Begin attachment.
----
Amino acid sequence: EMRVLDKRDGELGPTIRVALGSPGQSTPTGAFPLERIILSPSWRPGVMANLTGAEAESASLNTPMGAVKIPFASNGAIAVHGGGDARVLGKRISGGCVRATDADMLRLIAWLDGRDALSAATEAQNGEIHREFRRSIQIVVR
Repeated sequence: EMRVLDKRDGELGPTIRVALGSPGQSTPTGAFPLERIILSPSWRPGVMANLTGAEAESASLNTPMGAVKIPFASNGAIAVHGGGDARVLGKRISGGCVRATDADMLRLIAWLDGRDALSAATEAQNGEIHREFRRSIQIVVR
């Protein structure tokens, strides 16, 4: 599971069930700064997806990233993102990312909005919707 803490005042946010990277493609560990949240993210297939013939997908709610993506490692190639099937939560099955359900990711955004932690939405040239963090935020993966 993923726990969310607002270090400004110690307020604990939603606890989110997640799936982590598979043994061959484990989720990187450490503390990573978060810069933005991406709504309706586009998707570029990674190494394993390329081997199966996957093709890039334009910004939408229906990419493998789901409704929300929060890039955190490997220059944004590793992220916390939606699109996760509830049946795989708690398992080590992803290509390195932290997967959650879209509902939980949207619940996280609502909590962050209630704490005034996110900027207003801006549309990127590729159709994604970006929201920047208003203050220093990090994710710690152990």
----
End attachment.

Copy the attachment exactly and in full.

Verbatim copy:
Amino acid sequence: EMRVLDKRDGELGPTIRVALGSPGQSTPTGAFPLERIILSPSWRPGVMANLTGAEAESASLNTPMGAVKIPFASNGAIAVHGGGDARVLGKRISGGCVRATDADMLRLIAWLDGRDALSAATEAQNGEIHREFRRSIQIVVR
Repeated sequence: EMRVLDKRDGELGPTIRVALGSPGQSTPTGAFPLERIILSPSWRPGVMANLTGAEAESASLNTPMGAVKIPFASNGAIAVHGGGDARVLGKRISGGCVRATDADMLRLIAWLDGRDALSAATEAQNGEIHREFRRSIQIVVR
């Protein structure tokens, strides 16, 4: 599971069930700064997806990233993102990312909005919707 803490005042946010990277493609560990949240993210297939013939997908709610993506490692190639099937939560099955359900990711955004932690939405040239963090935020993966 993923726990969310607002270090400004110690307020604990939603606890989110997640799936982590598979043994061959484990989720990187450490503390990573978060810069933005991406709504309706586009998707570029990674190494394993390329081997199966996957093709890039334009910004939408229906990419493998789901409704929300929060890039955190490997220059944004590793992220916390939606699109996760509830049946795989708690398992080590992803290509390195932290997967959650879209509902939980949207619940996280609502909590962050209630704490005034996110900027207003801006549309990127590729159709994604970006929201920047208003203050220093990090994710710690152990």